My sisters and I dancing at my wedding.

Seize The Day?

The Latin saying Carpe diem means seize the day or live each day to the fullest.

Do I Carpe diem? If I’m honest, no I don’t. Being a double brain aneurysm survivor, I SHOULD seize each day, but I don’t. Am I grateful? Of course, I am.  Do I wake up each morning and think “I am so grateful and blessed to be here”? No, I do not. I should…but I don’t. And those people who say they DO wake up each morning and actually think about how blessed they are, the skeptic in me thinks, “Really?”

MY first thoughts every morning are that I’m very tired, or my back or head aches, or that I slept far too long on my left side, which is a bad thing because of where my craniotomy is. No, my first thought usually isn’t how grateful I am.

I wish I could live each day to it’s fullest and feel grateful every day. Although I am one of the fortunate ones who still can, I need to work to pay the bills and secure good health insurance. I think more about those things. And I do more work than Carping that diem.

What I DO think about every day is brain aneurysms. How can I not? I think about my own aneurysms and the issues I still face. I think about the paths people’s lives, not just mine, have been forced to take as a result of brain aneurysms.

The parents who has lost a child. The husband who has lost a wife. The child who has lost a mother.  All of those people I have met and they are a part of my life now due to our shared experiences of losing a loved one to a brain aneurysm.

Brain aneurysm survivors are also a part of my life. We share a bond. We share our fears. We share our frustrations and scars with one another.

I’m not crazy about the month of October, so I’m always happy when I make it through the month. It’s VERY stressful at work in October and my family history has many sad occasions and memories that have happened in October. I suppose I should be grateful the month goes by in a snap…suddenly it’s November. It’s cold. All of the colorful leaves have fallen off the trees. One of these years, I WILL get to the mountains of Maine, stay in a hill-top cabin and view the fall foliage. Something I have yet to do since moving here in 2000.

September is the month when I FEEL the most grateful for being alive and being able to share my brain aneurysm story and help anyone I can. It’s the month chosen for our annual walk and run to honor the lives of two beautiful young women taken far too soon by ruptured brain aneurysms.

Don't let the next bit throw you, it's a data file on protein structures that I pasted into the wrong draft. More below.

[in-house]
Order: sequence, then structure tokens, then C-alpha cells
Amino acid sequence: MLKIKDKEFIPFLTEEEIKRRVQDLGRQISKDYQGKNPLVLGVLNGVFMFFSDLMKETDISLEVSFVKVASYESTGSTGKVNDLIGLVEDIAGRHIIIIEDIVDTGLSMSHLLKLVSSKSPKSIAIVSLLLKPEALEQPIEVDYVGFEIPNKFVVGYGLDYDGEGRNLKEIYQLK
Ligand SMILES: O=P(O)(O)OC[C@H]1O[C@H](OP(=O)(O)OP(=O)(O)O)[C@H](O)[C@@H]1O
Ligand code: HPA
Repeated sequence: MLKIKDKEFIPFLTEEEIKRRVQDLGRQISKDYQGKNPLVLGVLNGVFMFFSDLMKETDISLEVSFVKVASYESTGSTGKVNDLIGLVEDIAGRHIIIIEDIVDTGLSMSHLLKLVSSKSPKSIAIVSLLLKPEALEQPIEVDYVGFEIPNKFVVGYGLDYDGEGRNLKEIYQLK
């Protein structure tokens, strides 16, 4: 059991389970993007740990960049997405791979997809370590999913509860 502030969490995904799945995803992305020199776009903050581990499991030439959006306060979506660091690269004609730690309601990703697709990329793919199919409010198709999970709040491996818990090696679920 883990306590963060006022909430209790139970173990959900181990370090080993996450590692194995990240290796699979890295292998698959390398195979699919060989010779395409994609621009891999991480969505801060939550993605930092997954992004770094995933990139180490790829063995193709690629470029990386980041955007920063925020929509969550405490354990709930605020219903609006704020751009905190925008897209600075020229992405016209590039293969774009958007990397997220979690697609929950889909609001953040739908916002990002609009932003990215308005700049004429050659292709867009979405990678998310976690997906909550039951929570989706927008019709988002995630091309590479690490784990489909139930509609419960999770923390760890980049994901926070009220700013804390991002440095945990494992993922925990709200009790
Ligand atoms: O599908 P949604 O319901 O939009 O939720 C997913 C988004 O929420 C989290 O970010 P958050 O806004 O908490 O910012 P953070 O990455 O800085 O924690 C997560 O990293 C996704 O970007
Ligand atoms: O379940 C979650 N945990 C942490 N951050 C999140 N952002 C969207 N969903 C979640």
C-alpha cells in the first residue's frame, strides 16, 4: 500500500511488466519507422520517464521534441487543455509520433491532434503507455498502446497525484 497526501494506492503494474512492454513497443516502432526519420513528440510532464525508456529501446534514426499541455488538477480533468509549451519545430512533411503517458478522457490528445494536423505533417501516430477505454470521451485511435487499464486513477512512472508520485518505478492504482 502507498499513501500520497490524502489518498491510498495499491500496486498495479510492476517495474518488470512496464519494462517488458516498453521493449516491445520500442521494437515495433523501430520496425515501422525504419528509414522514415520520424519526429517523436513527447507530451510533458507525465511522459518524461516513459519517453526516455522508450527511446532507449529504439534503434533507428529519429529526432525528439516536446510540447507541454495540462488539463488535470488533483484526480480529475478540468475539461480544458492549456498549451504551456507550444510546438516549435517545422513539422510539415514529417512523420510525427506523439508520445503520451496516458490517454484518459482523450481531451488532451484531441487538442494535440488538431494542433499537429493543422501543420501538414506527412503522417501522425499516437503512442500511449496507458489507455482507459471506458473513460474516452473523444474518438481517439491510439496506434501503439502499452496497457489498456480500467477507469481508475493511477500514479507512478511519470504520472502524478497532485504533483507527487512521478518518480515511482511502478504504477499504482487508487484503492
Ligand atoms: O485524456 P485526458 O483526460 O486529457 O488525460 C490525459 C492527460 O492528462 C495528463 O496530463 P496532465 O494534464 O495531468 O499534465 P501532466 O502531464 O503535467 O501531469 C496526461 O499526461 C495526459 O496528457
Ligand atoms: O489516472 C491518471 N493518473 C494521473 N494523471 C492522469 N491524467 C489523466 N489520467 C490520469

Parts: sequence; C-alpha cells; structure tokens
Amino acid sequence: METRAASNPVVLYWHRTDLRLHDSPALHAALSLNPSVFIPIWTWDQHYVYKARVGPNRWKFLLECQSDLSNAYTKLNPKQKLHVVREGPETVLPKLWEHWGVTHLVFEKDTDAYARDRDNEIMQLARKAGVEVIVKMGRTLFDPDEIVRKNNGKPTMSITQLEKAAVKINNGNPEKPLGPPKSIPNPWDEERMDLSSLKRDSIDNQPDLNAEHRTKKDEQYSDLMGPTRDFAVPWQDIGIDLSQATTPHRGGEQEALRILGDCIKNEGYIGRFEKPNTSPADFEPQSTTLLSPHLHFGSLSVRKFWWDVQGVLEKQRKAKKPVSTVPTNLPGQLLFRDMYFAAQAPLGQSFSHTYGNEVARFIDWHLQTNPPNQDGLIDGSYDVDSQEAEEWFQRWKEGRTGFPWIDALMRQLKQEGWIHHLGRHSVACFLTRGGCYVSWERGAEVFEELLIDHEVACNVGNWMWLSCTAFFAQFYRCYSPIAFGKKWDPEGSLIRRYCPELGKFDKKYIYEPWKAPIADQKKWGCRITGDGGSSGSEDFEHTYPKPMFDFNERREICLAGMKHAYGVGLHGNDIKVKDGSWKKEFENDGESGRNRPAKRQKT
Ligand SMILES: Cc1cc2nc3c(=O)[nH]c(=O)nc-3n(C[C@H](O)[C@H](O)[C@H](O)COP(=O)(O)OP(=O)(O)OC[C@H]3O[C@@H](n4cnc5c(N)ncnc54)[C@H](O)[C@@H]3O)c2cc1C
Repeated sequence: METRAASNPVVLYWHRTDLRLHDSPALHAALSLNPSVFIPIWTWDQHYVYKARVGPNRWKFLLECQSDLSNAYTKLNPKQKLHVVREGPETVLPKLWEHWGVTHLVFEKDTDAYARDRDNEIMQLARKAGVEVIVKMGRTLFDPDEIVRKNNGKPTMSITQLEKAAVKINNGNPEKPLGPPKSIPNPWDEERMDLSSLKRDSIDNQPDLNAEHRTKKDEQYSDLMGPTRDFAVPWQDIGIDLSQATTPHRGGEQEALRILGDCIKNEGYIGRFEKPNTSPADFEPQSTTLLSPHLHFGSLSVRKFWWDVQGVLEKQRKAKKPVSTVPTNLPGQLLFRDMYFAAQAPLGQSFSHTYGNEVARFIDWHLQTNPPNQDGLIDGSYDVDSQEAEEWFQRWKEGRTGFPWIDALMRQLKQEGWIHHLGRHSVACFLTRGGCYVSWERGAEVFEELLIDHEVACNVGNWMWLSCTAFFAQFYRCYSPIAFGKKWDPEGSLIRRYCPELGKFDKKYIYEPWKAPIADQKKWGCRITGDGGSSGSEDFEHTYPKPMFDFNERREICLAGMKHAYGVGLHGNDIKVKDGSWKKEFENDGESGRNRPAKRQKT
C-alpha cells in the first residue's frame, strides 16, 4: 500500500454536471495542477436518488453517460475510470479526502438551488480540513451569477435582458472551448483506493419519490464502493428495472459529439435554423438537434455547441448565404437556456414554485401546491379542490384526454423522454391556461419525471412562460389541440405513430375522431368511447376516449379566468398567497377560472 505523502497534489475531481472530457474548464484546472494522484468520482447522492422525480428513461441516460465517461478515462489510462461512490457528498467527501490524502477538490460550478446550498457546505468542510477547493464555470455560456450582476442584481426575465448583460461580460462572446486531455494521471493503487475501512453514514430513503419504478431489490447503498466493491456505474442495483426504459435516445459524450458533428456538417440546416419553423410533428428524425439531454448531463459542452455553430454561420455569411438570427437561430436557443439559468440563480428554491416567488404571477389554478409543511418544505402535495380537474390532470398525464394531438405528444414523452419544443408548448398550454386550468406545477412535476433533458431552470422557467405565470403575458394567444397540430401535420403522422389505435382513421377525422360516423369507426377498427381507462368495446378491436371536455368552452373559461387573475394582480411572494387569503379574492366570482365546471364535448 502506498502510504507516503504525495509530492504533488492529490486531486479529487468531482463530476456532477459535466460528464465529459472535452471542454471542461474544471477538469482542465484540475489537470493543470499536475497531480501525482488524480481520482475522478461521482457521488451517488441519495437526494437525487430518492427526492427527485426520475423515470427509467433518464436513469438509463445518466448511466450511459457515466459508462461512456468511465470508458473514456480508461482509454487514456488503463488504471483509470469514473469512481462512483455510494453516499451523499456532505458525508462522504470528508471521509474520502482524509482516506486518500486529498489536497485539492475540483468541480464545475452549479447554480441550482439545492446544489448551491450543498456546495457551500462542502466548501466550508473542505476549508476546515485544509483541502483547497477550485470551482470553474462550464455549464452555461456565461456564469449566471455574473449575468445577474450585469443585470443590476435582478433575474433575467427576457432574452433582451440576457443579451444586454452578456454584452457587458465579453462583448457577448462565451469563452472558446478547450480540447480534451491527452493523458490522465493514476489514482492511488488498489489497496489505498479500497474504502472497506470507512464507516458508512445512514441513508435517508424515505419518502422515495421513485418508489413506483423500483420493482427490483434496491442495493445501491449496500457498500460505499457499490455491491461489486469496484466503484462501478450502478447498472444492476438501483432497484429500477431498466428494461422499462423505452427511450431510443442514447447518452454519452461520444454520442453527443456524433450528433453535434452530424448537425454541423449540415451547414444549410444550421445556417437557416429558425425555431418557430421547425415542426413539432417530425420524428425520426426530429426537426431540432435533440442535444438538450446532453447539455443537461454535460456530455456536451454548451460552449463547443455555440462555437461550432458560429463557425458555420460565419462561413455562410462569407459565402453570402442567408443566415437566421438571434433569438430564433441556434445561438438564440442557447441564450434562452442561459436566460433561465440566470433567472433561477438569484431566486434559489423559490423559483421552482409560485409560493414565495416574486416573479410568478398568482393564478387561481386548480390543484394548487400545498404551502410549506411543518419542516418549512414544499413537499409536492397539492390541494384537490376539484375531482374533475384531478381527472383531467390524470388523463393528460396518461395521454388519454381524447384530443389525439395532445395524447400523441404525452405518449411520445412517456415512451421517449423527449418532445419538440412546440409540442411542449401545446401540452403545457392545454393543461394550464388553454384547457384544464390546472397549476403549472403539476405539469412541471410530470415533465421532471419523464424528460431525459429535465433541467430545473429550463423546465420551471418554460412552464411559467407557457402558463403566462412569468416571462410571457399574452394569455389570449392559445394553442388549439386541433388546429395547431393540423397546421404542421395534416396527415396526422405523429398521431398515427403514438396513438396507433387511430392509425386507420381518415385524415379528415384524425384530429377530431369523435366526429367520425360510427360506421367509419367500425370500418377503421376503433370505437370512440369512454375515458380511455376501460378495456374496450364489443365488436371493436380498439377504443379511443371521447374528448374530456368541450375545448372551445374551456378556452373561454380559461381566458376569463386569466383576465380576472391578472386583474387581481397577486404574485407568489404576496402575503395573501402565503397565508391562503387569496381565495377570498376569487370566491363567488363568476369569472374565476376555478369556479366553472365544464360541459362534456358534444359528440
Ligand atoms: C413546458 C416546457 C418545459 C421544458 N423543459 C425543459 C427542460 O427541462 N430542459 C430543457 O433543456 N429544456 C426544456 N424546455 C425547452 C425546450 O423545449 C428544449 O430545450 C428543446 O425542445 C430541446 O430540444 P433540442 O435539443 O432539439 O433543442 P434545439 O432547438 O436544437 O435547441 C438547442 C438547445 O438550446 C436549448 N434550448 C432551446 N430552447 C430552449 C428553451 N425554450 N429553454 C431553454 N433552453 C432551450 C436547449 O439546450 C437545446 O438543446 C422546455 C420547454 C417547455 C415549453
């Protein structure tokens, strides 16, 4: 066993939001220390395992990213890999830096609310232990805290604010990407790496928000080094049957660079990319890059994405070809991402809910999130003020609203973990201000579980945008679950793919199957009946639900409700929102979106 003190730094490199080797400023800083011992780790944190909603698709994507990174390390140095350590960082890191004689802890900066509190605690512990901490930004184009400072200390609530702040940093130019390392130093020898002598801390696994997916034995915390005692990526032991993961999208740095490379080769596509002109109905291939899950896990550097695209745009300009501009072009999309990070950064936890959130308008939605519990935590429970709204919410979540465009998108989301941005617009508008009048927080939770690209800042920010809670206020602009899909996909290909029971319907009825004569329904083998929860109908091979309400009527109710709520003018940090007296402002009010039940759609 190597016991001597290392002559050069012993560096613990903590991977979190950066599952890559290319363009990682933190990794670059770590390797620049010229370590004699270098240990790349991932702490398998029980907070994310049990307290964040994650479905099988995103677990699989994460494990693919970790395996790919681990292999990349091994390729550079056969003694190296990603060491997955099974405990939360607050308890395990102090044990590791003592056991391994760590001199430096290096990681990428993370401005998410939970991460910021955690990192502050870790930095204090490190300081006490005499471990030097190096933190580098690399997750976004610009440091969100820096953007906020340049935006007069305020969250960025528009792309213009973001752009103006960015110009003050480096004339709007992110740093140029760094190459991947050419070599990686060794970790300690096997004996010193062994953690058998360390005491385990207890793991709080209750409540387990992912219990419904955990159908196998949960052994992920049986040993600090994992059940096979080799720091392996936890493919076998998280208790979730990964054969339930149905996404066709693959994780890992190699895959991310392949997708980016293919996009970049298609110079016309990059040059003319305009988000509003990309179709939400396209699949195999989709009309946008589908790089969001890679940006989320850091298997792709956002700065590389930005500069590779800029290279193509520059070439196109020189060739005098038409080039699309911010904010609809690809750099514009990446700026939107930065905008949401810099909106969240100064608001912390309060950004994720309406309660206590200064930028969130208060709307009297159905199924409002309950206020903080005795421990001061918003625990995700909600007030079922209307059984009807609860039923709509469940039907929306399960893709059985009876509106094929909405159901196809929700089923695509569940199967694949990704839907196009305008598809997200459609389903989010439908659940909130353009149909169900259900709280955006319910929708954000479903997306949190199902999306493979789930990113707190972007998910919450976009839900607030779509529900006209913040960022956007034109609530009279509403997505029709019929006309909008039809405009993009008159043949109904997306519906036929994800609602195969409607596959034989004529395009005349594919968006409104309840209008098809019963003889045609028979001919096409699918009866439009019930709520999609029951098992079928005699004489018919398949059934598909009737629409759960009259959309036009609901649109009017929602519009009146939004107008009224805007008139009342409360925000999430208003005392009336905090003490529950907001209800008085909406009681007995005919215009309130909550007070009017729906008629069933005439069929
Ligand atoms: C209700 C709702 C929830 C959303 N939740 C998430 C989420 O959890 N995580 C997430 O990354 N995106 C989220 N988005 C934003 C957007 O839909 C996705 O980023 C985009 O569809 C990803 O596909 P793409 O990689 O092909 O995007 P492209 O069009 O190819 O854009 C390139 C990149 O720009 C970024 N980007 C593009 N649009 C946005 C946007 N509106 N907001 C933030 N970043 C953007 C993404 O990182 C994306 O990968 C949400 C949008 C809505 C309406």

Then that pesky cynic within me thinks…I’m pretty sure no one I know would have organized a walk or run in MY honor. That’s how loved and adored these two young women were and how many friends they had. I couldn’t even get one person to visit me at home during both of my recovery periods….which were 6 and 3 months respectively. Yeah…I’m pretty sure I would have still remained just part of the statistics had I not survived. Which makes MY survival even more difficult to take. Why did these two young, vibrant, popular women have to die and I’m still here? I guess it’s to share my story and theirs. Lucky me? I’m grateful? Yeah…sometime’s it’s very difficult to feel that.

BEING grateful every day is a given in my case. If I wake up…yeah, that’s good! FEELING grateful is a whole other animal and it hits me at moments, rather than an every day thought.

I remember feeling grateful at the end of October when my devoted husband and I pulled into the driveway after two weeks in the hospital after my rupture in 2006. Although I wouldn’t return to work for another six months, it was a relief to be home. I was grateful to see the inside of the house I had come to love and to pet my kitty cats again.

I was overcome with emotion that following spring when I walked out to my garden for the first time and it hit me that things were starting to come alive again, as they do every year and that I was grateful, lucky, and blessed to be able to see my garden again. To smell the wet soil. Feel the wind on my face. Yes….I WAS grateful and very emotional as a result. It could have all ended in early October for me.

I feel grateful every September during our annual photograph of brain aneurysm survivors at the KAT-Walk & Karo-5k. I am grateful to be alive and to share this photo with other survivors from all over the state of Maine, New England and the country. I FEEL those moments tremendously.

It’s far too easy to assume someone who survived a life-threatening illness or medical emergency is grateful and lives each day to the fullest. Many don’t have the luxury to do so. Many have such horrible deficits that just living each hour is a struggle. Do they have time or the capacity to even THINK about being grateful? I doubt it.

Without even knowing it, I do believe I am grateful on a daily basis. I can rattle off a list of the things I am grateful for. It’s that seizing the day thing I still have to work on. I’m very tired.